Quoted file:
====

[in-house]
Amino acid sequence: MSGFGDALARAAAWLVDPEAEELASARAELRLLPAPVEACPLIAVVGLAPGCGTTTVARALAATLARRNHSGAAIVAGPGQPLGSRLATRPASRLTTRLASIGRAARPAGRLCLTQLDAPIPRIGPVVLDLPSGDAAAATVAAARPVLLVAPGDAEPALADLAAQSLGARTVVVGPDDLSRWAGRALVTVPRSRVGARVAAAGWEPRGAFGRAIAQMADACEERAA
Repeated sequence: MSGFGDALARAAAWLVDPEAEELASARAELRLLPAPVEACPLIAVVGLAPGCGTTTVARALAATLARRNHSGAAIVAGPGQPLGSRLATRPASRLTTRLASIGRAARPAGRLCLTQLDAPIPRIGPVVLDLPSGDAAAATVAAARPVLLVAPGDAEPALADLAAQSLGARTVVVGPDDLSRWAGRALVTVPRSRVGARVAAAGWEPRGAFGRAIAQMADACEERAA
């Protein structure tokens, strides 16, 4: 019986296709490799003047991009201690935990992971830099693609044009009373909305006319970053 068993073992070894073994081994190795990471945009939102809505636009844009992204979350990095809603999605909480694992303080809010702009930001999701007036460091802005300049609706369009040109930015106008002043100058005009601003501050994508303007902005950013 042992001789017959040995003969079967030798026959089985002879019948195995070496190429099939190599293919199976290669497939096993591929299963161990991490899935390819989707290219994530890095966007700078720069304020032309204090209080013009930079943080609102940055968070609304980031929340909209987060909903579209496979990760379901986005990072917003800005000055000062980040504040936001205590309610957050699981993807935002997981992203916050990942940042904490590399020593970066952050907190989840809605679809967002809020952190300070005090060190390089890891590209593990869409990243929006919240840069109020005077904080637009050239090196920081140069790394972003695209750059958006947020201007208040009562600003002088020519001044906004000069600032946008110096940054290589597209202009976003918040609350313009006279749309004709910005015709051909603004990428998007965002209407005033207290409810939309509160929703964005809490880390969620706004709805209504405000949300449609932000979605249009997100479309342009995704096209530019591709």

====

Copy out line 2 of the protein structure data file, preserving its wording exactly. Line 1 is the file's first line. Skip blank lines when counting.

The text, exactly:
Amino acid sequence: MSGFGDALARAAAWLVDPEAEELASARAELRLLPAPVEACPLIAVVGLAPGCGTTTVARALAATLARRNHSGAAIVAGPGQPLGSRLATRPASRLTTRLASIGRAARPAGRLCLTQLDAPIPRIGPVVLDLPSGDAAAATVAAARPVLLVAPGDAEPALADLAAQSLGARTVVVGPDDLSRWAGRALVTVPRSRVGARVAAAGWEPRGAFGRAIAQMADACEERAA